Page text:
Zola Jesus, “Taiga”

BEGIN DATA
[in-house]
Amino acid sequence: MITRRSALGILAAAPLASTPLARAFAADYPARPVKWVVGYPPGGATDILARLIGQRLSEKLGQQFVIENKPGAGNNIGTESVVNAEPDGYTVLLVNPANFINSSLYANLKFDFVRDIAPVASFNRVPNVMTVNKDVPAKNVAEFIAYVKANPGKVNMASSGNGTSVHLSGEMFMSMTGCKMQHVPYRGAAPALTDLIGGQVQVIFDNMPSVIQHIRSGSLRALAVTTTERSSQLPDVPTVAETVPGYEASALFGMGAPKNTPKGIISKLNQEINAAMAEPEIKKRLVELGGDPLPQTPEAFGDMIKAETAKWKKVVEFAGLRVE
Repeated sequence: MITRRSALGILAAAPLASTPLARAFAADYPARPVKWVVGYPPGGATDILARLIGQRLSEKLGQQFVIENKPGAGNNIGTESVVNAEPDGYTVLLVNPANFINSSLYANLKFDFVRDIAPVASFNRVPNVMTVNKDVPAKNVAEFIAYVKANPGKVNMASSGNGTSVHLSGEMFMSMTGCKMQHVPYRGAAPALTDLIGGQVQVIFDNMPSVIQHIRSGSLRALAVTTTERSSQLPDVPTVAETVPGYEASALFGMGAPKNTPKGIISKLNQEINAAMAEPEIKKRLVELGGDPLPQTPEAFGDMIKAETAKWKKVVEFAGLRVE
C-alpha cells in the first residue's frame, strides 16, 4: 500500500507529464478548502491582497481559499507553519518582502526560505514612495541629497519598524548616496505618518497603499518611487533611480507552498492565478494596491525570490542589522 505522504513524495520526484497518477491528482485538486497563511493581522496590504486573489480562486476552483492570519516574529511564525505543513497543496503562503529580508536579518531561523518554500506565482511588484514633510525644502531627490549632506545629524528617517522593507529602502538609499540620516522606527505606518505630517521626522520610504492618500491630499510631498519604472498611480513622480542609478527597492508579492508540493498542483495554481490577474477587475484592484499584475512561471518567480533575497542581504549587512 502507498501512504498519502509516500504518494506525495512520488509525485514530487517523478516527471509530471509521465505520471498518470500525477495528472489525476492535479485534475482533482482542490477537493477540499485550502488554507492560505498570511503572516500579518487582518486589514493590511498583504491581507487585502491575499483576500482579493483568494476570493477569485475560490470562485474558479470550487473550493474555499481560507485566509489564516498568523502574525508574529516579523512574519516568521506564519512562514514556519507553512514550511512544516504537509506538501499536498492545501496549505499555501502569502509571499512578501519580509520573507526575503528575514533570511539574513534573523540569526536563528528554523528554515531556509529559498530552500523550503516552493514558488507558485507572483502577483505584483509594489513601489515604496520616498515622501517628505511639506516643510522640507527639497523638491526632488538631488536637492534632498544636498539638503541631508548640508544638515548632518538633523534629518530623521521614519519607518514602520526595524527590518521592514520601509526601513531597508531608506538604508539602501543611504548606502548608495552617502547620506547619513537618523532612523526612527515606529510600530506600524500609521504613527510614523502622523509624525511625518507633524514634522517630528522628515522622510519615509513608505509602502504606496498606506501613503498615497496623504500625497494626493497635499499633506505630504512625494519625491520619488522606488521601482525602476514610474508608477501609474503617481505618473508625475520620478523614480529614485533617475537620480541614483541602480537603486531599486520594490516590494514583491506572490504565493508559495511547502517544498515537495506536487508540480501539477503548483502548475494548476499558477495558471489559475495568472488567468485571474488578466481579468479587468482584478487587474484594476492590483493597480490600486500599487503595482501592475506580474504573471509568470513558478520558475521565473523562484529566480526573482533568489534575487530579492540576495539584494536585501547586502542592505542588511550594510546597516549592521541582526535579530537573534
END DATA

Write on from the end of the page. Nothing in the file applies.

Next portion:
There’s a confident energy that surrounds Taiga. Haunting and chilling from the start, Nika Danilova (a.k.a. Zola Jesus) emerges from the echoes of the album’s opening song with a powerful and booming voice. Fast, industrial beats surround her chants, transforming raw emotions into dance-ready compositions (most notably in “Hunger” and “Dangerous Days”). Danilova doesn’t hold back on the theatrics with regards to the LP’s production, opting for big brass, heavy drums and, of course, operatic vocals. But unlike her previous wall-of-sound experiments, the layers don’t overpower the songs; Danilova is heard clearly and soars with mesmerizing ferocity. Whether it’s through the wild vigor of Taiga’s first half or the quiet subtlety of the second, the Arizona songstress stands bold and unafraid. She uses the dynamic environment of the taiga, with its immense forests and pristine territories, as a source of inspiration to express her own layers of sound and emotions; those that were previously vast and uncharted are now open for exploration and reflection.